To her consternation, Jenny has finished her "module" on astronomy in science, as astronomy is one of Jenny’s interests, and is now onto "reproduction". Grim indeed, from her perspective, not least because she has a male science teacher, but also because this squirm-inducing topic was rammed down her throat in year 6 of primary school via 3 repeats of a government mandated video, including sex and childbirth (both "disgusting"), and she thought she’d seen the back of it for a while.  She was mortified, however, by tonight’s homework:

"Imagine you are a sperm cell. Tell the story of your epic journey from the testes, where you are made, to the woman’s egg. Describe the structures you pass through, and explain what happens when you finally meet up with the egg and get inside."

The horror. (And is it just me, or is it rather disturbing to mix anthropomorphism with biology education in this way?)

Random Jottings heads the list

Link: TypePad Featured Blogs: Random Jottings of a Book and Opera Lover.

Elaine of "Random Jottings" is at the top of the Typepad featured blog listings today. What a fantastic achievment. Well done to Elaine, whose blog I have come to look forward to each day.

From Typepad’s post about Elaine’s blog:  "Readers will delight in her trusted book reviews, of which there are many. Check out her favorite reads from 2006, and then visit her left sidebar to see what’s currently on tap. This is a valuable resource for avid readers of Victorian Literature, as well as book groups looking to add some classics to their 2007 calendar. Taking inspiration from her 94-year-old mother, Elaine has started a Personal Challenge. She will stretch her boundaries to include one new modern novel every month this year. Help her with suggestions, and have fun following along. Every once in a while she gets side-tracked by an episode of ER or The West Wing, but that just makes her voice more human. Shakespeare fans, you’re not alone. In fact, there’s room for everyone to follow this Renaissance woman from Colchester to Covent Garden and back again."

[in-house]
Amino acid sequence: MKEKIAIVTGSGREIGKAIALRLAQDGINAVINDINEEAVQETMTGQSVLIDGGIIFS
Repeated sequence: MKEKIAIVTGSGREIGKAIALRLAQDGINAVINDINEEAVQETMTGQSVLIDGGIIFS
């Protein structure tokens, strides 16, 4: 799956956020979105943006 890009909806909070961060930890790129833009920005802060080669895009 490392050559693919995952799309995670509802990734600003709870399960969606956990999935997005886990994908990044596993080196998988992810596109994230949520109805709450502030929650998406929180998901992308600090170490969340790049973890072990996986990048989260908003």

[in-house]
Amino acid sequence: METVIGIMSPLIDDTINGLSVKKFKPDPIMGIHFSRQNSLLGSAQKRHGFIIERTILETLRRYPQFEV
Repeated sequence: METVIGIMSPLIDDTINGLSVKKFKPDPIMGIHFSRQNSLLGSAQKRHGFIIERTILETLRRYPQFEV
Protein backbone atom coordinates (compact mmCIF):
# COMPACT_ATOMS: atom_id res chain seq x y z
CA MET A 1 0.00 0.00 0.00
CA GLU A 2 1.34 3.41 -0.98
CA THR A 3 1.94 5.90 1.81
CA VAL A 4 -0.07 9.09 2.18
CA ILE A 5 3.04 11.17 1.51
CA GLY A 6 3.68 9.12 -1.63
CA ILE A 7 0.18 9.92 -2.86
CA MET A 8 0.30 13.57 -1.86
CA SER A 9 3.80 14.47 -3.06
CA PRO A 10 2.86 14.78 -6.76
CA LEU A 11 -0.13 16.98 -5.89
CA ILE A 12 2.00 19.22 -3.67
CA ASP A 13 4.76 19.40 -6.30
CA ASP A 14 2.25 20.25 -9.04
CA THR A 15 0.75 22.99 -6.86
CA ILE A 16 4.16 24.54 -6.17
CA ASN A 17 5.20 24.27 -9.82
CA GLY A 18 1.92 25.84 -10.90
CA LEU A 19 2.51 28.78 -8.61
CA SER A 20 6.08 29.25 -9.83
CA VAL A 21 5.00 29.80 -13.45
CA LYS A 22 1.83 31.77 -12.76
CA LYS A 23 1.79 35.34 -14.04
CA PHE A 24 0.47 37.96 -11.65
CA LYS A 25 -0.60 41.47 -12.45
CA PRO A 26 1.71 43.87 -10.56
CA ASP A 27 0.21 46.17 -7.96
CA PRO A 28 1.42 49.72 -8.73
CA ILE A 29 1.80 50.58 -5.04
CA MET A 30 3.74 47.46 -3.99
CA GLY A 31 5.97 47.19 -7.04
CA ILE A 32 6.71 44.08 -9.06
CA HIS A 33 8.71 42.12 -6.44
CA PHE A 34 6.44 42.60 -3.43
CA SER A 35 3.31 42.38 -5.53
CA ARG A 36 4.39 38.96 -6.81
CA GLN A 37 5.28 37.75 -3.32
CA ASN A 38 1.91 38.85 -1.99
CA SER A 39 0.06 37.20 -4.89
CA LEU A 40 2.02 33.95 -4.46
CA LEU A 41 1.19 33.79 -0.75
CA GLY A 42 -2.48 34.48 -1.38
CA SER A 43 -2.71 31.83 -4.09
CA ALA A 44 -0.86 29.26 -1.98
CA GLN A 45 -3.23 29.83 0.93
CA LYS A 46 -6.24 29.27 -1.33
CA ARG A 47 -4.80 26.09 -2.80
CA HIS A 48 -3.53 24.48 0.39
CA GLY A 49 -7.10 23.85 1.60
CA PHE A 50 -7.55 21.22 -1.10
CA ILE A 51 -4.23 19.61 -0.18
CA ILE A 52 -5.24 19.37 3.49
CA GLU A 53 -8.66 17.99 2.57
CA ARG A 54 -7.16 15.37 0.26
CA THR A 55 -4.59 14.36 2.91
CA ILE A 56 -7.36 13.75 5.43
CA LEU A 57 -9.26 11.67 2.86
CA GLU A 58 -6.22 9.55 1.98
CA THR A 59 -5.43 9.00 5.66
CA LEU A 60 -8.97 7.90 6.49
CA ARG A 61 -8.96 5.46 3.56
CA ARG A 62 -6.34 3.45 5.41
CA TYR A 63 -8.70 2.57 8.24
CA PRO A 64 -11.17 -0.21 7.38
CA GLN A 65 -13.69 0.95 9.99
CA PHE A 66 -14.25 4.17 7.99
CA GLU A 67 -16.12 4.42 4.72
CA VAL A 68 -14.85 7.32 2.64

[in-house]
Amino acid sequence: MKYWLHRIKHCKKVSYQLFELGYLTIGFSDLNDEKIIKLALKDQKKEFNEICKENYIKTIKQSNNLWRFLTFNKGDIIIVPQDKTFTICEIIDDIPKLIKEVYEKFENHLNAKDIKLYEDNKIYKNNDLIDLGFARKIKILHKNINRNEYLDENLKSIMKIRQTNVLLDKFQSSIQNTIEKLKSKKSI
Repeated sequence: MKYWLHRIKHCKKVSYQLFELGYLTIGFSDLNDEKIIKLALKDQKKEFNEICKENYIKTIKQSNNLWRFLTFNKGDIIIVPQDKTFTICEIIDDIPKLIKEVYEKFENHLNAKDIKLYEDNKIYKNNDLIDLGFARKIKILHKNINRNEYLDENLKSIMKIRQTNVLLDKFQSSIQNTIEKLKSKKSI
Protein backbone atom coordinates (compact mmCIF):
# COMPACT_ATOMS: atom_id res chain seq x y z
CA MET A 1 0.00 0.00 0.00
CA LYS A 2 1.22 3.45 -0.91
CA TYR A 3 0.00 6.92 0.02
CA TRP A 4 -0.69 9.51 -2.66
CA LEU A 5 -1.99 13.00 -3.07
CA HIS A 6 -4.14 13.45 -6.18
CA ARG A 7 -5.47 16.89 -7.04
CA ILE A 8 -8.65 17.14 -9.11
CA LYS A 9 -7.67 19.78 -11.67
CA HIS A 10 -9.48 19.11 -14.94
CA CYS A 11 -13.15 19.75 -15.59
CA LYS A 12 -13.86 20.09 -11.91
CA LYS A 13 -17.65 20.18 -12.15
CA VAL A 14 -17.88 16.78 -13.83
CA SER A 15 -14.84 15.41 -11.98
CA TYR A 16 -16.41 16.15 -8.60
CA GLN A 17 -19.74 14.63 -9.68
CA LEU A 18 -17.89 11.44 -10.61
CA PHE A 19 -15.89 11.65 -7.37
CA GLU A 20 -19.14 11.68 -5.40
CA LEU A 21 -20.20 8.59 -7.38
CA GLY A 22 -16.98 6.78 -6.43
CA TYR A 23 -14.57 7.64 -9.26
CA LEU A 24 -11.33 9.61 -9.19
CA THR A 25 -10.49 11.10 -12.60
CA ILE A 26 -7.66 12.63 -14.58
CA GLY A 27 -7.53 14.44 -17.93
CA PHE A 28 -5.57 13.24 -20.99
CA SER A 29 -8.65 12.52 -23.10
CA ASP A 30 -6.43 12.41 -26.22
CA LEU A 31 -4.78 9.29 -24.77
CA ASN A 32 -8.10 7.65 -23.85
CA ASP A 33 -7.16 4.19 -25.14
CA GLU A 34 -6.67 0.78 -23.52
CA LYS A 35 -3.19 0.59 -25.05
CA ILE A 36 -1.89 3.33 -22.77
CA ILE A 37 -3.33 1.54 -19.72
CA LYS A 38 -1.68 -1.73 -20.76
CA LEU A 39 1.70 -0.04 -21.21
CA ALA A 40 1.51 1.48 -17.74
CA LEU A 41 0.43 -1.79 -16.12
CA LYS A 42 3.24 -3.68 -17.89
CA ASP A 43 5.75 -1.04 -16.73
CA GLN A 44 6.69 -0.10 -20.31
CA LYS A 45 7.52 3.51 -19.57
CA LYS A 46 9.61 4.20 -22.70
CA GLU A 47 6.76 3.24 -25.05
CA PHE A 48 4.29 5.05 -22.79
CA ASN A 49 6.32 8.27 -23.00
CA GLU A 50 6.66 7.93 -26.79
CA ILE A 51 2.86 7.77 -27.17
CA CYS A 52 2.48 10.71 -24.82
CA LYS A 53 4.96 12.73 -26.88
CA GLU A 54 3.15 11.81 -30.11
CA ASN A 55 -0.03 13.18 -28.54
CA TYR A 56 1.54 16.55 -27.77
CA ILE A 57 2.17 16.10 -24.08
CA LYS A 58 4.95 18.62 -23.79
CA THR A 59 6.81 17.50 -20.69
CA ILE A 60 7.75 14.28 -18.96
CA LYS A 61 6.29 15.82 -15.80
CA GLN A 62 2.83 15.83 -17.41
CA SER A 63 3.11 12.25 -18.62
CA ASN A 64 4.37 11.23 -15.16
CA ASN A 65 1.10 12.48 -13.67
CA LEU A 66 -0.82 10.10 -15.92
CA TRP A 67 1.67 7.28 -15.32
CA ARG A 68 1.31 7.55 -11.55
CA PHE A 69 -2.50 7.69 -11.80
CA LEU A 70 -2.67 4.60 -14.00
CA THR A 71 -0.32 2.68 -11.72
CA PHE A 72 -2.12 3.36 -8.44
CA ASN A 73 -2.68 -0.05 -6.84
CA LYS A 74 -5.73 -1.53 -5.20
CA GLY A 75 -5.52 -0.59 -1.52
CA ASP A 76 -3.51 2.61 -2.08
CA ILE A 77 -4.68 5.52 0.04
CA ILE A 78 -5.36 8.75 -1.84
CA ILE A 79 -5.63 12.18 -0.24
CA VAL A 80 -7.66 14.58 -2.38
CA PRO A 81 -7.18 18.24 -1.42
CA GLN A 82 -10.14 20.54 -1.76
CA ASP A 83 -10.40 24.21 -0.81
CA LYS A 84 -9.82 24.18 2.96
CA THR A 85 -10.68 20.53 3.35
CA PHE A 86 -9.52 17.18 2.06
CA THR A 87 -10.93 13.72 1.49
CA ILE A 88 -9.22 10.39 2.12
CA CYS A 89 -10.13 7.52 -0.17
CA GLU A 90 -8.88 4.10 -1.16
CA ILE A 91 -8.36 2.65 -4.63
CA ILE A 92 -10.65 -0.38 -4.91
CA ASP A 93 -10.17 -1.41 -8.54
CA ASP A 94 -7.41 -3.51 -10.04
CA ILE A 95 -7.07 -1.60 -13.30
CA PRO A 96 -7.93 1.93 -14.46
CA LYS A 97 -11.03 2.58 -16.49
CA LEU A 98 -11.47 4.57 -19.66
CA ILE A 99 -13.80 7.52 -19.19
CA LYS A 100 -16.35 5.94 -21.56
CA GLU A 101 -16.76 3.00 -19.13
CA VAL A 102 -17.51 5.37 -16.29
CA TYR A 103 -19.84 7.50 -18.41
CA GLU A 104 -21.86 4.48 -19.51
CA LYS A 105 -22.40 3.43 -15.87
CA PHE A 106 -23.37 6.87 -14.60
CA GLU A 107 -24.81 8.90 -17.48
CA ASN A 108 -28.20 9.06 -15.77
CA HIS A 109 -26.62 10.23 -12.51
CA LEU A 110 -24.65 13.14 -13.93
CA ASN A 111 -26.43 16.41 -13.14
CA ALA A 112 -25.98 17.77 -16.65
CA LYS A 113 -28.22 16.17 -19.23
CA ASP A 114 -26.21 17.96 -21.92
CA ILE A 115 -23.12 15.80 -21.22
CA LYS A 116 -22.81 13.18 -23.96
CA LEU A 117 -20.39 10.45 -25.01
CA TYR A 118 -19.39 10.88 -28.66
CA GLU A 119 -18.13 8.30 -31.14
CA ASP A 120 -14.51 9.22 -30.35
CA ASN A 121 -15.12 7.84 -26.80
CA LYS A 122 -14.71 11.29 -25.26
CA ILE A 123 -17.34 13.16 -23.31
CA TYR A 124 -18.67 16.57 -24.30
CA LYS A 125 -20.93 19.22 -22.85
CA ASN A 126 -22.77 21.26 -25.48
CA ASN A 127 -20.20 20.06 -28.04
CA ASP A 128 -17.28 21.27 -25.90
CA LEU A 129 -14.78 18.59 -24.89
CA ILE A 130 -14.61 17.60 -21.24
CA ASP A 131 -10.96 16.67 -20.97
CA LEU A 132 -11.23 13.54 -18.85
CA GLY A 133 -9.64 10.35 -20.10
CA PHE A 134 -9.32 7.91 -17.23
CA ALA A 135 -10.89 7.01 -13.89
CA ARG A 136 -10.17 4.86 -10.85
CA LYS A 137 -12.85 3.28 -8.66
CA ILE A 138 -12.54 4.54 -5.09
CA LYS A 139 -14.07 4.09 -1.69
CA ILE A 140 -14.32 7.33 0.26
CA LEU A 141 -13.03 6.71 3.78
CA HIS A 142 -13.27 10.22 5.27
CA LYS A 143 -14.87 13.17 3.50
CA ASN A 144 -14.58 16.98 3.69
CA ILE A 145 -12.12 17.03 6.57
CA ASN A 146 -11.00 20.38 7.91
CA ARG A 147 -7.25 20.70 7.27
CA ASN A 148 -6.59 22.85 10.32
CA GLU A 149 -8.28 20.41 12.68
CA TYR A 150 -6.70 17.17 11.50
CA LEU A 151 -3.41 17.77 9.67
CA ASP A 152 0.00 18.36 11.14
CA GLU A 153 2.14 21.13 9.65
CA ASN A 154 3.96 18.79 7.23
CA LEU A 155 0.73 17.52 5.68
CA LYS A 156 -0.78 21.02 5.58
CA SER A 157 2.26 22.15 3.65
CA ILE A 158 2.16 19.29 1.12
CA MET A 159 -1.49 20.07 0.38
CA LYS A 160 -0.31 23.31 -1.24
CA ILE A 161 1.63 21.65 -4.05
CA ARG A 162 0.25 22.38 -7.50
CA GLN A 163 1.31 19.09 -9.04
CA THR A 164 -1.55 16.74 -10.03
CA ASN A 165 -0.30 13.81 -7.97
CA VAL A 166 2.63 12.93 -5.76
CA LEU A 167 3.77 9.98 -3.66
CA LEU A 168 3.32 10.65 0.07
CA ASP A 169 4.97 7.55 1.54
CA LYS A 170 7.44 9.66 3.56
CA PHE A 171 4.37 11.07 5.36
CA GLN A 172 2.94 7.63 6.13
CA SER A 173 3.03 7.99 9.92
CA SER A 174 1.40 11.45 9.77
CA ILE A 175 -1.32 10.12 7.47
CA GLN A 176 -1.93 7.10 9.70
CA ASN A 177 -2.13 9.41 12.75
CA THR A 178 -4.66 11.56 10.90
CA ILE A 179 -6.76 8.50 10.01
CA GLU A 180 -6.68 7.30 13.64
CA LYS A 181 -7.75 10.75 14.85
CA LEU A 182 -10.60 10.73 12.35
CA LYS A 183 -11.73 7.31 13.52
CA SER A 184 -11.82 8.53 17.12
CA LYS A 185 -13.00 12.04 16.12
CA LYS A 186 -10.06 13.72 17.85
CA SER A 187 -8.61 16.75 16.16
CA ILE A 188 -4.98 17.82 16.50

A word about Harry Potter

Link: The Millions (A Blog About Books): Harry Potter is Dead, Long Live Harry Potter.

From the above post: "While it’s unclear if the book industry will ever experience a phenomenon quite like Harry Potter again – the first six books have sold more than 325 million copies in 64 languages, dwarfing even The Da Vinci Code’s 60+ million copies in print – we can be sure that the press will spill many gallons of ink on the end of the series over the next six months or so. And to be honest, it’s probably deserved. There’s never been anything else quite like it."

Exactly. There are already hundreds of articles about the last book in the series, as well as at least two "pre-HP7" books that I know about. As we approach 21 July, there will be a lot more. Then there will be the reviews, the analyses and the postmortems. And the backlash or the glowing reassessment, depending on what position the commentator took last time round.

But at the end of the day, there it is. 325 million people are buying and reading (no "Brief History of Time" effect here) Harry Potter. What a wonderful, magnificent and rewarding experience for Harry’s creator, J. K. Rowling.